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Different bit storing

 
 
Chris Mantoulidis
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      12-18-2003
I have heard the way an int is stored, is different from the way a
short is (for exampe eh... the same could apply for 16bit int and a
long)...

But how are they differently stored?

Is the following correct?

short a=16: 0000000000010000
int b=16 (int int): 00000000000000000000000000010000


in front of the 16 bits of a, are there all 1's?

Plus, I've read about the various ways a signed data type is stored...
What is the mostly used one? If I saw 32bits, how would I know if it
was a signed int or an unsigned int? Would I be able to tell??

Different bit storing seems confusing...
 
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Jeff Schwab
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      12-18-2003
Chris Mantoulidis wrote:
> I have heard the way an int is stored, is different from the way a
> short is (for exampe eh... the same could apply for 16bit int and a
> long)...
>
> But how are they differently stored?
>
> Is the following correct?
>
> short a=16: 0000000000010000
> int b=16 (int int): 00000000000000000000000000010000
>
>
> in front of the 16 bits of a, are there all 1's?


Usually, there are zero's. Unless, of course, you're on a 16-bit (or
fewer) machine; then the bits before &a might vary from one run of your
program to the next. Or, there may not be anything before &a.

> Plus, I've read about the various ways a signed data type is stored...
> What is the mostly used one?


Two's complement.

> If I saw 32bits, how would I know if it
> was a signed int or an unsigned int?
> Would I be able to tell??


There's no way to know just from the 32 bits.

> Different bit storing seems confusing...


Yep, it's tricky. Usually, you don't have to think about it much.

 
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Kevin Saff
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      12-18-2003
"Chris Mantoulidis" <(E-Mail Removed)> wrote in message
news:(E-Mail Removed) om...
> I have heard the way an int is stored, is different from the way a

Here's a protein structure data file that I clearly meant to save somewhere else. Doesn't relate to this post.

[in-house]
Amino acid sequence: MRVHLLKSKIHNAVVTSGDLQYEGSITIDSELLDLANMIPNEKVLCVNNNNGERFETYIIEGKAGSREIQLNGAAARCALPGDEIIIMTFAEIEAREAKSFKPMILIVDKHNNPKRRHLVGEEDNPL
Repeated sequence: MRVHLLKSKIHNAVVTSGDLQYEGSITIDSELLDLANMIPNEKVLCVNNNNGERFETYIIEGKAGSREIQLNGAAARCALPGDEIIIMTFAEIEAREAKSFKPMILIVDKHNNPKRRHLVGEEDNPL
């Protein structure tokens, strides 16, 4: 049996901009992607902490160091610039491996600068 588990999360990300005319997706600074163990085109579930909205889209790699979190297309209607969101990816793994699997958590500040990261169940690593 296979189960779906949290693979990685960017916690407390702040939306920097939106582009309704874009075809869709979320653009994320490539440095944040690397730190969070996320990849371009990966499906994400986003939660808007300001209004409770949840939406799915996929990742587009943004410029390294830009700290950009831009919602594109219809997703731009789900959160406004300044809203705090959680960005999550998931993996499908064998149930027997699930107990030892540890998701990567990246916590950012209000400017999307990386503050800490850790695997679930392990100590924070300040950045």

> short is (for exampe eh... the same could apply for 16bit int and a
> long)...
>
> But how are they differently stored?
>
> Is the following correct?
>
> short a=16: 0000000000010000
> int b=16 (int int): 00000000000000000000000000010000
>
>
> in front of the 16 bits of a, are there all 1's?


Doesn't it depend on the endianness of the system?

On a little-endian machine like mine, the little bytes are stored first, so
for me 16 (020 octal) is stored as:

"\020\000" // short (16 bits for me)
"\020\000\000\000" // int (32 bits for me)

The high 0 bytes are actually stored after the smaller parts of the number.
If I reinterpret_cast an int* to a short*, I get the same value if the int
value fits into the size of a short.

On a big-endian machine the large bytes are stored first, so 16 might be
stored as

"\000\020" // short
"\000\000\000\020" // int

Here reinterpret_cast'ing an int* to a short*, might give 0 instead of 16.

Regardless of which order the bytes are stored, left-shifting (<<) operates
as if the bits were stored high-bit first. So if I keep left shifting
(short (1)) I get something like:

"\001\000"
"\002\000"
"\004\000"
"\010\000"
"\020\000"
"\040\000"
"\100\000"
"\200\000"
"\400\000"
"\000\001"
"\000\002"

etc.

I think you only need to worry when processing binary files from a machine
of opposite endianness.

HTH
--
KCS


 
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